Conclusion: 
After data has been retrieved from the sensors, it will be entered into an Excel spread sheet for analysis.  The class will determine the relationship, if any, between altitude and ambient air temperature.  They will be required to use their data to support their conclusions.

Homework: 
Using the standard lab report rubric, prepare a report for this experiment.

Assessment: 
Using the attached lab report rubric, each student will generate a report that presents their hypothesis, their experiment design, the collected data and synthesizes a conclusion from their findings.  It will then be presented to the class.

Prior Learning Required:
• Students will need to have basic graphing and analytical skills needed to interpret data collected by the probes.
• Knowledge of space exploration and astronomy provided in class by an existing curricular unit on space.
• Knowledge of the basic operation of a laptop
• Instruction in simple machines provided in class by an existing curricular unit on space.
• Basic working knowledge of MS Excel


Special Needs Student Adaptations:
• The nature of cooperative groups will allow the forming of flex groups within each science class to address the needs of individuals.  Students with special needs or a lack of a particular skill can be teamed up with classmates that can support each other.
• This activity can be very complex.  However, simpler tasks can be modified for students who are not as advanced.  This will allow both the advanced and remedial student to work to on different aspects of the task at the same time.  Example:  a group of advanced students can work on the design of the Parallax sensor while a group of remedial students can design an experiment that will determine how much weight the helium balloon will support.   Then the two groups can collaborate on the final design.

Teacher Notes and Reflections:
• The idea of creating devices that will collect data and store it for later retrieval and analysis is a great way to explore the realm of space probes and space technology.  While concepts used to create a deep space probe are the same, the scale of this approach is small enough to be practical for the average science classroom.
• Like many other small rural schools, the Ashford School has had a difficult time developing and maintaining a formal Technical Education program.  A lack funding and a shortage of qualified staff have made it impossible for us to achieve this goal.  Despite this, student interest in computers and electronics remains high as indicated by a recent survey done by our BOE.  This program would offer an alternative to a formal Technical Education program that would partially fill this gap with assured experiences in science class.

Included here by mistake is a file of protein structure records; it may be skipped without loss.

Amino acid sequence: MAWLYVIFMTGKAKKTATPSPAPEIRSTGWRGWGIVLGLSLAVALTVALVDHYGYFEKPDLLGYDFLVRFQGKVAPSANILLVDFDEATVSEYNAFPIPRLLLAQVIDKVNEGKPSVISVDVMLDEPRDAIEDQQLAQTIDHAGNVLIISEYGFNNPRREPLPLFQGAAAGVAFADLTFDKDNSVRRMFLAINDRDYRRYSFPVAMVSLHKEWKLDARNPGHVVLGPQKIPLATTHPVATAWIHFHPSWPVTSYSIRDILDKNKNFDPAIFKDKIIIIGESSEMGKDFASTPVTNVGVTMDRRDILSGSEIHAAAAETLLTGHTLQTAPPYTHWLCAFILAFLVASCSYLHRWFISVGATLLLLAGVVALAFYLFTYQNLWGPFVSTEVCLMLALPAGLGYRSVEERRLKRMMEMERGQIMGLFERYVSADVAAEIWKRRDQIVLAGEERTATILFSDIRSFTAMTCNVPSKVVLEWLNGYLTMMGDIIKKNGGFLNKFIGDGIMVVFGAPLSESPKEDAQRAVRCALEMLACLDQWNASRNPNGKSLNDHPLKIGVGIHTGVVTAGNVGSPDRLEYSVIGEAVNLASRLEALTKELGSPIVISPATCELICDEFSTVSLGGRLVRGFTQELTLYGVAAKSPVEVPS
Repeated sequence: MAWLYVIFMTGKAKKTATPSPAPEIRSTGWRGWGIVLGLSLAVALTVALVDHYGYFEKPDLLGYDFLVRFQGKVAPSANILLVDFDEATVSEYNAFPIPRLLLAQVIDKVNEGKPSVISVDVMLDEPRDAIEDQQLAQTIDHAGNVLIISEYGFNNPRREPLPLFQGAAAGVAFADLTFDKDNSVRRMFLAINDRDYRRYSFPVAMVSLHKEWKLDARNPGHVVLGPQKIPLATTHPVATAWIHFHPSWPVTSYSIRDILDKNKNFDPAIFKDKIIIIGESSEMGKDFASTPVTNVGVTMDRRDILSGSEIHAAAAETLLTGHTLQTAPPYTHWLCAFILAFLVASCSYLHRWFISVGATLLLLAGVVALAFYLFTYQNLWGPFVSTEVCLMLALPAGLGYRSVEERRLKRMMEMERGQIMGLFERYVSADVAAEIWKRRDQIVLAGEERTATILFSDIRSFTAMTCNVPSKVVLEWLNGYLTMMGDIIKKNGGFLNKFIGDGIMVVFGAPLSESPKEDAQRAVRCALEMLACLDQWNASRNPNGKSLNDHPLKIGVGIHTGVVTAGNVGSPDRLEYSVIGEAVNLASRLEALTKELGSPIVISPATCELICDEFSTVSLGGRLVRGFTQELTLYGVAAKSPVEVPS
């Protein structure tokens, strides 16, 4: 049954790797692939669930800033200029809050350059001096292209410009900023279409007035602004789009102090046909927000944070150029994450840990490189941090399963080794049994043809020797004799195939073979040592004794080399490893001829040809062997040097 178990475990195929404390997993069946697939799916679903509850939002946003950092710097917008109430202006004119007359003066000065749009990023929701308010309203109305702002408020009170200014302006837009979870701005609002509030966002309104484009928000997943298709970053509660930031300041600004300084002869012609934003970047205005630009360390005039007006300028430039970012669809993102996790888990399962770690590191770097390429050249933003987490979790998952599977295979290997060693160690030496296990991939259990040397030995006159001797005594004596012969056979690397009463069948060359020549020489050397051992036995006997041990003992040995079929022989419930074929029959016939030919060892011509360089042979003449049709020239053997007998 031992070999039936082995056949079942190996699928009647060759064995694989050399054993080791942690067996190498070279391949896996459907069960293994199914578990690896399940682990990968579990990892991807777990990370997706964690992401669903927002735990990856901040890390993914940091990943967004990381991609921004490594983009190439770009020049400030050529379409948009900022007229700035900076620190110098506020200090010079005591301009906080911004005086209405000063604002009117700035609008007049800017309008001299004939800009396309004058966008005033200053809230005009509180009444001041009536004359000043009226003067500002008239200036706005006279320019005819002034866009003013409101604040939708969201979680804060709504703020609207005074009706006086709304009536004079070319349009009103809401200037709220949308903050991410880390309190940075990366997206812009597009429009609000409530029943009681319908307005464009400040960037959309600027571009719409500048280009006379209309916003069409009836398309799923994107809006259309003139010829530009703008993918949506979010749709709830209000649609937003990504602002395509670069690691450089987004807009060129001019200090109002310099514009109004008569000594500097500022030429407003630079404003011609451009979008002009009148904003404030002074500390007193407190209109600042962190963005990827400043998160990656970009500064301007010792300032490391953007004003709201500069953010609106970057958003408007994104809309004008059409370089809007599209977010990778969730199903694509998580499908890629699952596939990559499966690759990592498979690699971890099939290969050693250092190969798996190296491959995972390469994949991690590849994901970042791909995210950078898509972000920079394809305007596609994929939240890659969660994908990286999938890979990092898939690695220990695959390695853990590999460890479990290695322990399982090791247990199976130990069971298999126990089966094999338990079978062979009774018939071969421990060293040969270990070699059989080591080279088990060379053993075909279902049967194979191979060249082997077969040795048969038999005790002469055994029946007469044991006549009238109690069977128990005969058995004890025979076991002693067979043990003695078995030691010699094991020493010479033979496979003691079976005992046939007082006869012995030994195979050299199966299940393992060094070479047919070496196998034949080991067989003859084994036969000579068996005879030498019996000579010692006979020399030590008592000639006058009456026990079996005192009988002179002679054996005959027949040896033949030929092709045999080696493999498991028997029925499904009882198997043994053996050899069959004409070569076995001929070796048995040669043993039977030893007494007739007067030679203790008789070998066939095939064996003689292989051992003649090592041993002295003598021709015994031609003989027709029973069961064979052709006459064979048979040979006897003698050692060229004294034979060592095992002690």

• Soda bottle rockets are simple pressure-powered devices that can safely launch a 2 liter plastic bottle up to 300 feet into the air.  They are easily constructed from plumbing parts and a bicycle pump.  I believe that they are powerful enough to launch a small parallax sensor.  However, if they fail, helium weather balloons can be substituted.
• Parallax has created a wide variety of microprocessor components for use in the tech. ed. classroom.  I have worked with them extensively in the past and I am very familiar with their capabilities.  I believe that a science or tech. ed. teacher with some background knowledge in electronics could handle building simple sensors.  There is local teacher training available from Parallax located in the Boston area which would supplement this.
In order to make the data collected from the probes accessible, it can be posted on the classroom wiki.  This will allow students to access a database containing the data collected from all groups.  This may also allow other schools to share data.

Framework References:State of CT Frameworks References
State of CT Science Framework for Inquiry-based learning, Expected Performances C INQ.1 through C INQ.10

Grade 7
Core Themes, Content Standards and Expected Performances